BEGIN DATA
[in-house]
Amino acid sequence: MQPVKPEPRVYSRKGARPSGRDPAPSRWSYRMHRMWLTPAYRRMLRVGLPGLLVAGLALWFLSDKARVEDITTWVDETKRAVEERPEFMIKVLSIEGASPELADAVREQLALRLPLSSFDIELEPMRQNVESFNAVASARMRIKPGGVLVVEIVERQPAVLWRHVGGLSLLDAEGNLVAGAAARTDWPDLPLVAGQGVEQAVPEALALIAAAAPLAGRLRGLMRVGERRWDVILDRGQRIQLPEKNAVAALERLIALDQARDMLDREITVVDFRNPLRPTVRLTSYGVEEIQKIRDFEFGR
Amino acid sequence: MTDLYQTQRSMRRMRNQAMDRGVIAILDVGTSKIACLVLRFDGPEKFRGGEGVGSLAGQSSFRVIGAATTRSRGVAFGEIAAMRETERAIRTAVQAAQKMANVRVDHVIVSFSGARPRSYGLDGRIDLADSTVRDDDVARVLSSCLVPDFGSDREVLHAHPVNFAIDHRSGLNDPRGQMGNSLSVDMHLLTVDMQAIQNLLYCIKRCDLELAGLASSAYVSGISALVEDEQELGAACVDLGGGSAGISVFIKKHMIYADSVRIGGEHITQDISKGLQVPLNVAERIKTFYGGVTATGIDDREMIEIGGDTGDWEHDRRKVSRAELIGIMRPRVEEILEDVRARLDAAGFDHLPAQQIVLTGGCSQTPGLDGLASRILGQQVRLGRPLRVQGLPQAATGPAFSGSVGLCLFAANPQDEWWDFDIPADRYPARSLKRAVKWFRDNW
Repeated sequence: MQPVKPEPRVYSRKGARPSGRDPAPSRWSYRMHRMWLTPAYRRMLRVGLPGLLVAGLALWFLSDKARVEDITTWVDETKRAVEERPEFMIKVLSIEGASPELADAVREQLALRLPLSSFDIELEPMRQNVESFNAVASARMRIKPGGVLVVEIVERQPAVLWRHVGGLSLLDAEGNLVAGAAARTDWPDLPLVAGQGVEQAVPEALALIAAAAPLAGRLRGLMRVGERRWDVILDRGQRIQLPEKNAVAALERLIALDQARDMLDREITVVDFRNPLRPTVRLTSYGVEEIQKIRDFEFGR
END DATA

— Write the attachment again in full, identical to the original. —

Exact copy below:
[in-house]
Amino acid sequence: MQPVKPEPRVYSRKGARPSGRDPAPSRWSYRMHRMWLTPAYRRMLRVGLPGLLVAGLALWFLSDKARVEDITTWVDETKRAVEERPEFMIKVLSIEGASPELADAVREQLALRLPLSSFDIELEPMRQNVESFNAVASARMRIKPGGVLVVEIVERQPAVLWRHVGGLSLLDAEGNLVAGAAARTDWPDLPLVAGQGVEQAVPEALALIAAAAPLAGRLRGLMRVGERRWDVILDRGQRIQLPEKNAVAALERLIALDQARDMLDREITVVDFRNPLRPTVRLTSYGVEEIQKIRDFEFGR
Amino acid sequence: MTDLYQTQRSMRRMRNQAMDRGVIAILDVGTSKIACLVLRFDGPEKFRGGEGVGSLAGQSSFRVIGAATTRSRGVAFGEIAAMRETERAIRTAVQAAQKMANVRVDHVIVSFSGARPRSYGLDGRIDLADSTVRDDDVARVLSSCLVPDFGSDREVLHAHPVNFAIDHRSGLNDPRGQMGNSLSVDMHLLTVDMQAIQNLLYCIKRCDLELAGLASSAYVSGISALVEDEQELGAACVDLGGGSAGISVFIKKHMIYADSVRIGGEHITQDISKGLQVPLNVAERIKTFYGGVTATGIDDREMIEIGGDTGDWEHDRRKVSRAELIGIMRPRVEEILEDVRARLDAAGFDHLPAQQIVLTGGCSQTPGLDGLASRILGQQVRLGRPLRVQGLPQAATGPAFSGSVGLCLFAANPQDEWWDFDIPADRYPARSLKRAVKWFRDNW
Repeated sequence: MQPVKPEPRVYSRKGARPSGRDPAPSRWSYRMHRMWLTPAYRRMLRVGLPGLLVAGLALWFLSDKARVEDITTWVDETKRAVEERPEFMIKVLSIEGASPELADAVREQLALRLPLSSFDIELEPMRQNVESFNAVASARMRIKPGGVLVVEIVERQPAVLWRHVGGLSLLDAEGNLVAGAAARTDWPDLPLVAGQGVEQAVPEALALIAAAAPLAGRLRGLMRVGERRWDVILDRGQRIQLPEKNAVAALERLIALDQARDMLDREITVVDFRNPLRPTVRLTSYGVEEIQKIRDFEFGR